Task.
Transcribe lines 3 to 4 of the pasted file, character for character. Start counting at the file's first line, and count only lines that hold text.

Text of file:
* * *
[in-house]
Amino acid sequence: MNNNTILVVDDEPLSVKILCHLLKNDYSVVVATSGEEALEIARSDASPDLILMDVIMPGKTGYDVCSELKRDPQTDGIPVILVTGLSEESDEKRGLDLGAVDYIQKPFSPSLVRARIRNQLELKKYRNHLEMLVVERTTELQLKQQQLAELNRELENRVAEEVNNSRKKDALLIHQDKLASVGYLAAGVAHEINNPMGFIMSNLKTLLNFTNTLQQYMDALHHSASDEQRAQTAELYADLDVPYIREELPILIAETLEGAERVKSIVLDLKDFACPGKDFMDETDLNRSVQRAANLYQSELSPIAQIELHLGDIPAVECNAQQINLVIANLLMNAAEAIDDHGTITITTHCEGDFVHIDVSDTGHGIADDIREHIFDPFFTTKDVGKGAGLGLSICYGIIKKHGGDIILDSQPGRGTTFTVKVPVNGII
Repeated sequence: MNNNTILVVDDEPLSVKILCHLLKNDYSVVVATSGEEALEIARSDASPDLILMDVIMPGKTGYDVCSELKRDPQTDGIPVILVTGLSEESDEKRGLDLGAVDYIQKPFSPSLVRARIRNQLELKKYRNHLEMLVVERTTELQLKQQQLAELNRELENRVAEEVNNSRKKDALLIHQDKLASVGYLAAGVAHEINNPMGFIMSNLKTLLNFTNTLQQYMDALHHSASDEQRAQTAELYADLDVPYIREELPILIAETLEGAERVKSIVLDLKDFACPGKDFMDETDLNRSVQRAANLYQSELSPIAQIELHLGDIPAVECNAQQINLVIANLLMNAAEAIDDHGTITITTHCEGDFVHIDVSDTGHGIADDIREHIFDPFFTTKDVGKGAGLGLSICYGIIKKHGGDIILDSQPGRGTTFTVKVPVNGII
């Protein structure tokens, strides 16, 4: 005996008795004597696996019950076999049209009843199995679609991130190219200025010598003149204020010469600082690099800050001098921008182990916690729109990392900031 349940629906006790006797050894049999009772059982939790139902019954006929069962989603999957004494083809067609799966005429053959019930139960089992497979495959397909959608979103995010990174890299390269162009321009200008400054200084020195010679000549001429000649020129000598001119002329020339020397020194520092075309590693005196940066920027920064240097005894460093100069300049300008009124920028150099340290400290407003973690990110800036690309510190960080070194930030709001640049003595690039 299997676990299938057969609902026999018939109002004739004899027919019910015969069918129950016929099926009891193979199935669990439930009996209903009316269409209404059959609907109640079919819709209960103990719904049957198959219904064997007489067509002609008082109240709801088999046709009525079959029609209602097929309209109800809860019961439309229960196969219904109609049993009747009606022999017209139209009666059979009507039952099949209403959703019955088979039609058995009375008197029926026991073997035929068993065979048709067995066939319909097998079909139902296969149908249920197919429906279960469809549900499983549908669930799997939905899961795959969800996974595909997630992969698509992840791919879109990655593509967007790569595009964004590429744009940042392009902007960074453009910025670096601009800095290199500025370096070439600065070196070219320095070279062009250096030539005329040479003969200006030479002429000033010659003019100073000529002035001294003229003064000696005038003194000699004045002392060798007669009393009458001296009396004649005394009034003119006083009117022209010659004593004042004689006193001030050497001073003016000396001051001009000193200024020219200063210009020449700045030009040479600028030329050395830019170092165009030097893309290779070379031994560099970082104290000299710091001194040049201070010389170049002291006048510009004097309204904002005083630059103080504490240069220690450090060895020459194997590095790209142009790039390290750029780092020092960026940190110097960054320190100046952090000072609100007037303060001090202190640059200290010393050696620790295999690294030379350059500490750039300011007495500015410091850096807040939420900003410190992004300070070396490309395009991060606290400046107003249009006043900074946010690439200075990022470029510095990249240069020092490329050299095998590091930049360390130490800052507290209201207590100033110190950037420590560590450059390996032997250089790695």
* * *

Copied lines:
Repeated sequence: MNNNTILVVDDEPLSVKILCHLLKNDYSVVVATSGEEALEIARSDASPDLILMDVIMPGKTGYDVCSELKRDPQTDGIPVILVTGLSEESDEKRGLDLGAVDYIQKPFSPSLVRARIRNQLELKKYRNHLEMLVVERTTELQLKQQQLAELNRELENRVAEEVNNSRKKDALLIHQDKLASVGYLAAGVAHEINNPMGFIMSNLKTLLNFTNTLQQYMDALHHSASDEQRAQTAELYADLDVPYIREELPILIAETLEGAERVKSIVLDLKDFACPGKDFMDETDLNRSVQRAANLYQSELSPIAQIELHLGDIPAVECNAQQINLVIANLLMNAAEAIDDHGTITITTHCEGDFVHIDVSDTGHGIADDIREHIFDPFFTTKDVGKGAGLGLSICYGIIKKHGGDIILDSQPGRGTTFTVKVPVNGII
């Protein structure tokens, strides 16, 4: 005996008795004597696996019950076999049209009843199995679609991130190219200025010598003149204020010469600082690099800050001098921008182990916690729109990392900031 349940629906006790006797050894049999009772059982939790139902019954006929069962989603999957004494083809067609799966005429053959019930139960089992497979495959397909959608979103995010990174890299390269162009321009200008400054200084020195010679000549001429000649020129000598001119002329020339020397020194520092075309590693005196940066920027920064240097005894460093100069300049300008009124920028150099340290400290407003973690990110800036690309510190960080070194930030709001640049003595690039 299997676990299938057969609902026999018939109002004739004899027919019910015969069918129950016929099926009891193979199935669990439930009996209903009316269409209404059959609907109640079919819709209960103990719904049957198959219904064997007489067509002609008082109240709801088999046709009525079959029609209602097929309209109800809860019961439309229960196969219904109609049993009747009606022999017209139209009666059979009507039952099949209403959703019955088979039609058995009375008197029926026991073997035929068993065979048709067995066939319909097998079909139902296969149908249920197919429906279960469809549900499983549908669930799997939905899961795959969800996974595909997630992969698509992840791919879109990655593509967007790569595009964004590429744009940042392009902007960074453009910025670096601009800095290199500025370096070439600065070196070219320095070279062009250096030539005329040479003969200006030479002429000033010659003019100073000529002035001294003229003064000696005038003194000699004045002392060798007669009393009458001296009396004649005394009034003119006083009117022209010659004593004042004689006193001030050497001073003016000396001051001009000193200024020219200063210009020449700045030009040479600028030329050395830019170092165009030097893309290779070379031994560099970082104290000299710091001194040049201070010389170049002291006048510009004097309204904002005083630059103080504490240069220690450090060895020459194997590095790209142009790039390290750029780092020092960026940190110097960054320190100046952090000072609100007037303060001090202190640059200290010393050696620790295999690294030379350059500490750039300011007495500015410091850096807040939420900003410190992004300070070396490309395009991060606290400046107003249009006043900074946010690439200075990022470029510095990249240069020092490329050299095998590091930049360390130490800052507290209201207590100033110190950037420590560590450059390996032997250089790695």